• df - degrees of freedom
• statistic - test statistic
• pvalue - p-value
• stderr - standard error
• cor - estimated correlation

Specifications are included only when necessary - when field is used more than once or when clarification is necessary.

• obs.x - number of x observations
• obs.tot - total number of observations
• mean.x - mean of x
• mean.diff - mean of x and y difference
• conf.low - lower confidence interval
• conf.high - higher confidence interval

Row names

Row names are transfered from the main input matrix. If the row names of the matrix were not unique - they are made unique using `make.unique()`. In case input matrix had no row names the numbers `1:nrow(x)` are used.

Compatibility with R

Results of tests should be as compatible as possible with the ones implemented in base R. Allowed exceptions are cases where R’s implementation is incorrect or limiting.

A good example is `oneway.test()` which works only if all groups have more than 2 observations even when var.equal is set to TRUE. The strict requirement for the test to run technically is for at least one group to have more than 1 observation. Therefore in such cases `row_oneway_equalvar()` works even if base R version throws an error.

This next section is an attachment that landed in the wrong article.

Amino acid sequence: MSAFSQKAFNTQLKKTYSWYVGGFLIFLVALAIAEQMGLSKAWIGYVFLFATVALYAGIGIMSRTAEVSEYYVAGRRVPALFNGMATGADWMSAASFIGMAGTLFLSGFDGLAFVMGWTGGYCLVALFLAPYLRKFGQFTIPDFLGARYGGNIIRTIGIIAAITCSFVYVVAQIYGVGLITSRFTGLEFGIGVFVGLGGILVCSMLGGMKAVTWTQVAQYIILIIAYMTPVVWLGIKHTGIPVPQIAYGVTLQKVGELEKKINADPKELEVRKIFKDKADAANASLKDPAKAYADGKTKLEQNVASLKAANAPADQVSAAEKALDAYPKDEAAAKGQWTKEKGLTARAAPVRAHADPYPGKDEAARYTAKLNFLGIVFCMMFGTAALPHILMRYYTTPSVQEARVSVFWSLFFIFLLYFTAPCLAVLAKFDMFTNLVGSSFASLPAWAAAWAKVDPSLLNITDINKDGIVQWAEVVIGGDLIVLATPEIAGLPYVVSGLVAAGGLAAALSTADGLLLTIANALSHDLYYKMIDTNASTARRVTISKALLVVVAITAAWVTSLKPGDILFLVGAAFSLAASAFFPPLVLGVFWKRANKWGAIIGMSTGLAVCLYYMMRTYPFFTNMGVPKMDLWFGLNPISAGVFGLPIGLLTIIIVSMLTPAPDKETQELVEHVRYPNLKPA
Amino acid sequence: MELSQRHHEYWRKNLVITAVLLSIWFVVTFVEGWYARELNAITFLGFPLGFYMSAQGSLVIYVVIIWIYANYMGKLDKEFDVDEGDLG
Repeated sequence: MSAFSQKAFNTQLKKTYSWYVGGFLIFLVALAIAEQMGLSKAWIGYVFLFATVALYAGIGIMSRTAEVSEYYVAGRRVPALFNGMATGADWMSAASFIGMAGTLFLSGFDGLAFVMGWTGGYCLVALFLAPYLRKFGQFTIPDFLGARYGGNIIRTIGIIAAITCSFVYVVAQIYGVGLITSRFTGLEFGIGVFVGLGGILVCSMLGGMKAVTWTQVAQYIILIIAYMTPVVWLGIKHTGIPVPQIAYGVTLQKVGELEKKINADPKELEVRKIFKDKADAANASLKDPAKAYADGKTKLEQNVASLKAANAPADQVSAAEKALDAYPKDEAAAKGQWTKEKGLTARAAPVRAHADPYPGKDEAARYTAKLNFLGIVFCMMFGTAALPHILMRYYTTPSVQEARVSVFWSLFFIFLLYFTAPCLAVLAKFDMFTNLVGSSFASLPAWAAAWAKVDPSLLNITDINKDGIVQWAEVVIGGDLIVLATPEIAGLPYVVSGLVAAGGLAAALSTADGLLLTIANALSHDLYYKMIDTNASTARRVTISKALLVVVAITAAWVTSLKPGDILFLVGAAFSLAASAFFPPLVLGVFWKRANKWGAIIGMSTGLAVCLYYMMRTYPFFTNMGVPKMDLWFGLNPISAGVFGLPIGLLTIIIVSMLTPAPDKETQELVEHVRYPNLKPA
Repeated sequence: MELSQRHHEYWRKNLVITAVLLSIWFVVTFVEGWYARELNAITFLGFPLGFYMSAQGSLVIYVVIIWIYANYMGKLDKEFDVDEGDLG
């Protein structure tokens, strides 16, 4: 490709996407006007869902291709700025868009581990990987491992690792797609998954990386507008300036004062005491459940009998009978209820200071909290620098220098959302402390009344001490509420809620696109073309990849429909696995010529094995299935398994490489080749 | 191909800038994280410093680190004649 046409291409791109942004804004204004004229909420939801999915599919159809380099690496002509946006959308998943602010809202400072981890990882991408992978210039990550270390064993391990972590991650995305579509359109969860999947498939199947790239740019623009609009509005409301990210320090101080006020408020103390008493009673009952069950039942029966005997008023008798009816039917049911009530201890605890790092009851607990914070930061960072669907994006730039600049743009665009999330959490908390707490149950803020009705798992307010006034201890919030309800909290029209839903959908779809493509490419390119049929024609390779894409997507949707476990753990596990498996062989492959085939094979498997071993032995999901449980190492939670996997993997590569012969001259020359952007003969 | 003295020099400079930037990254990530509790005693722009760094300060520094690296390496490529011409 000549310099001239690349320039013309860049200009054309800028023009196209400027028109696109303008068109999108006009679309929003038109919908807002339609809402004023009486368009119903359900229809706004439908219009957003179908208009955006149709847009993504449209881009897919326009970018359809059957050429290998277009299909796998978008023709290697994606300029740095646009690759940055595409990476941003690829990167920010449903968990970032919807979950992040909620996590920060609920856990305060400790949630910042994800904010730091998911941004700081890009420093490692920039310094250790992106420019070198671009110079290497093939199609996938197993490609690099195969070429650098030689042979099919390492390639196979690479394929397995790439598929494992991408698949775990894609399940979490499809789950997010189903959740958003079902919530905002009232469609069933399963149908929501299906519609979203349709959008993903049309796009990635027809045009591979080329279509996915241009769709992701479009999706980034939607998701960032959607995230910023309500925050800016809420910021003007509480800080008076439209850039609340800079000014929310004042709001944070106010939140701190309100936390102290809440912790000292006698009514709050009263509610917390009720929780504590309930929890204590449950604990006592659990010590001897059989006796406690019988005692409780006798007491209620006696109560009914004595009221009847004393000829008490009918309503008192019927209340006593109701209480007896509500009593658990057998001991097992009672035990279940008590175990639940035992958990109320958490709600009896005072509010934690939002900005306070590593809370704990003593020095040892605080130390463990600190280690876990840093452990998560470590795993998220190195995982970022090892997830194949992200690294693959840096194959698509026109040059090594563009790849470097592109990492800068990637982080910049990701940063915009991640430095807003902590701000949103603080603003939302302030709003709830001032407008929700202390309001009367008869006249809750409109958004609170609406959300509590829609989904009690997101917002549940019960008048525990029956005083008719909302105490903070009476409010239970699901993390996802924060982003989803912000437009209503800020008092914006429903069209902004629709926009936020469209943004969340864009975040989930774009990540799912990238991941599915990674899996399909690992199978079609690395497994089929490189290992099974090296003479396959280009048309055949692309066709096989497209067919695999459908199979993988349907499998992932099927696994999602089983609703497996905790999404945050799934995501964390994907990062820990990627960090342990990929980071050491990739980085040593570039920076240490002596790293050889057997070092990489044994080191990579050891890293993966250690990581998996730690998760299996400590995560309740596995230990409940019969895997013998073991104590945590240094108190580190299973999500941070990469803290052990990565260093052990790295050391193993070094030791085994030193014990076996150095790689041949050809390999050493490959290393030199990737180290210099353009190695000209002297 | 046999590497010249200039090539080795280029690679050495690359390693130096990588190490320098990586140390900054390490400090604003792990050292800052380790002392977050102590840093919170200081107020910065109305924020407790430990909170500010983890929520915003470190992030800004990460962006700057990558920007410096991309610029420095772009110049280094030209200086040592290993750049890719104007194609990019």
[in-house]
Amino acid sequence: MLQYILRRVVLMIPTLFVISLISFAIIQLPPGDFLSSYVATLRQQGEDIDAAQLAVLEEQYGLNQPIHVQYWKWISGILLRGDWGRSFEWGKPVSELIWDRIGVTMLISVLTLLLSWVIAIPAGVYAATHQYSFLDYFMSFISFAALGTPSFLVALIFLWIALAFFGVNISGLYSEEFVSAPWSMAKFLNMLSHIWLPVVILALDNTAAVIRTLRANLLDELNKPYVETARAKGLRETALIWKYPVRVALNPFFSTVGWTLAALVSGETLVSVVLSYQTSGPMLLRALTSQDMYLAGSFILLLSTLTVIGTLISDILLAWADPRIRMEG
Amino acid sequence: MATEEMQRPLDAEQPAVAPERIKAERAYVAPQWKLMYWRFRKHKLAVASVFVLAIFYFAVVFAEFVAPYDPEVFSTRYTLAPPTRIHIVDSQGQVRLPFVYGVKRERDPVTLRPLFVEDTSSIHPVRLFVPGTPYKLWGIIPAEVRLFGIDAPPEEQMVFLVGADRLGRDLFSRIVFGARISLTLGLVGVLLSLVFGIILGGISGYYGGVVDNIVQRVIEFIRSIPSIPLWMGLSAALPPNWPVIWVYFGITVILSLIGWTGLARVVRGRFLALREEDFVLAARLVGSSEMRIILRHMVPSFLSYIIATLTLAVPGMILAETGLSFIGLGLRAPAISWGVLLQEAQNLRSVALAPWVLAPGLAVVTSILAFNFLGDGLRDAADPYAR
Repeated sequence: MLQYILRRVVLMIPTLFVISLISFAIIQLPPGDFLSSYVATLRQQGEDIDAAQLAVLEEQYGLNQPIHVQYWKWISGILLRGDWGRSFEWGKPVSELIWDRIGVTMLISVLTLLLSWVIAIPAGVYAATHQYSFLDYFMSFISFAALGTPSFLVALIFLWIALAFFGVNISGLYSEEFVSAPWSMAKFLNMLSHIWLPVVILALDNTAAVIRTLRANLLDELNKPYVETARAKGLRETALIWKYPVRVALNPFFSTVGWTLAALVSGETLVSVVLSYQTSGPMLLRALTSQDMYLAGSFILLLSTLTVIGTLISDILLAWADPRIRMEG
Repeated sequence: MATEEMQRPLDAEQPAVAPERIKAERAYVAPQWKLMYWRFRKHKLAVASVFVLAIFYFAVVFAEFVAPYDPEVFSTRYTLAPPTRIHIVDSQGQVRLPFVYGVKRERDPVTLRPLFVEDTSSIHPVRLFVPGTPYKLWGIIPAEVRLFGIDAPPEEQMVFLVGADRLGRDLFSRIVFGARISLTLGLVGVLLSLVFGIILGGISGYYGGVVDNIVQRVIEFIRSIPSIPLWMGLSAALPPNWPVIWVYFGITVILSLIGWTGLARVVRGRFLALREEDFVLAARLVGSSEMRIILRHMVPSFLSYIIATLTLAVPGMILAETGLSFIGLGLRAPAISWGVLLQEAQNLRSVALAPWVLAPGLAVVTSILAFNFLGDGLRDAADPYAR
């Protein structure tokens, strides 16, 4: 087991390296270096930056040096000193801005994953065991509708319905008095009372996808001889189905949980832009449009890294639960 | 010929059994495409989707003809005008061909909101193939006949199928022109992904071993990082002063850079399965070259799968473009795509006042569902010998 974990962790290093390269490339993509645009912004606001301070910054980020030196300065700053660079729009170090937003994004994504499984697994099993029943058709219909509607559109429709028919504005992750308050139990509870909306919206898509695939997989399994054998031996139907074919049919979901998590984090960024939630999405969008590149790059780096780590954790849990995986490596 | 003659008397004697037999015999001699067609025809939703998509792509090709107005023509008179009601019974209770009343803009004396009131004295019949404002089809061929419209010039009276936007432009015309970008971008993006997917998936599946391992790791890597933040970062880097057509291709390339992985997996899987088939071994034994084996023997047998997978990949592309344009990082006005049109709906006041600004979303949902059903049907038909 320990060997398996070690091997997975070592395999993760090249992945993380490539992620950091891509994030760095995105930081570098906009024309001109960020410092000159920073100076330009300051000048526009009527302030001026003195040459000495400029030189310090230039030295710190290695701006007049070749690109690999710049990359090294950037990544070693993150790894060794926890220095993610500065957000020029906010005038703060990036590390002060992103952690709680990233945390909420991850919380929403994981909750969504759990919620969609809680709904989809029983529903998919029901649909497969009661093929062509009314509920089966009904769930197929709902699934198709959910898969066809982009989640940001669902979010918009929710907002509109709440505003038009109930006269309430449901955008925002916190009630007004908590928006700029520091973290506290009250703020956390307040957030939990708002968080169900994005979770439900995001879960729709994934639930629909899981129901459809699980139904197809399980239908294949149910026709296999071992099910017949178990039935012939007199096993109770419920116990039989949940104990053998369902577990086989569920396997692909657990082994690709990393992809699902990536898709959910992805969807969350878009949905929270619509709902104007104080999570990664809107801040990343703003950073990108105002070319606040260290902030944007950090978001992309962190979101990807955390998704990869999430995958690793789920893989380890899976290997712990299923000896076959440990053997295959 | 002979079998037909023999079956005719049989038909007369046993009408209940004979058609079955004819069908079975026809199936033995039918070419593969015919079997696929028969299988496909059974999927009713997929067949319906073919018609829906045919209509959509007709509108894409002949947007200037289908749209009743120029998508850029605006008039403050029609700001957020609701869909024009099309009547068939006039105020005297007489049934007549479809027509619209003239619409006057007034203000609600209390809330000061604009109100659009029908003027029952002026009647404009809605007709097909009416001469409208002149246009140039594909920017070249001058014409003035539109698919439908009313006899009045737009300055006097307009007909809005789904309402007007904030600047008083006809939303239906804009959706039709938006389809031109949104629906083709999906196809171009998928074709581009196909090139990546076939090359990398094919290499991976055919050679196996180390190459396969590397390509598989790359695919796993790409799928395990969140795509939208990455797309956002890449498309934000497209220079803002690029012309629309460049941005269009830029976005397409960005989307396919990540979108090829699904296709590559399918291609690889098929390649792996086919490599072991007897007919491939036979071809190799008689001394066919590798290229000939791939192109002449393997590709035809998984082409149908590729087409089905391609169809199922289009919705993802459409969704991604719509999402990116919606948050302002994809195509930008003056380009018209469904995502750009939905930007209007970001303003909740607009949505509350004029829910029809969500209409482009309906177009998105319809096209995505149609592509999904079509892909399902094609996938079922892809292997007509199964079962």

For another such example consider `bartlett.test()`. This function works without any warnings when supplied with constant data and returns NA values:

``bartlett.test(rep(1,4), c("a","a","b","b"))``
``````        Bartlett test of homogeneity of variances

data:  rep(1, 4) and c("a", "a", "b", "b")
Bartlett's K-squared = NaN, df = 1, p-value = NA``````

The typical behaviour in such situations for base R tests is to throw an error:

``t.test(c(1,1,1,1) ~ c("a","a","b","b"))``
``````Error in t.test.default(x = c(1, 1), y = c(1, 1)) :
data are essentially constant``````

Functions in this package try to be consistent with each other and be as informative as possible. Therefore in such cases `row_bartlett()` will throw a warning even if base R function does not.

``row_bartlett(c(1,1,1,1), c("a","a","b","b"))``
``````  obs.tot obs.groups var.pooled df statistic pvalue
1       4          2          0  1        NA     NA
Warning message:
row_bartlett: 1 of the rows had zero variance in all of the groups.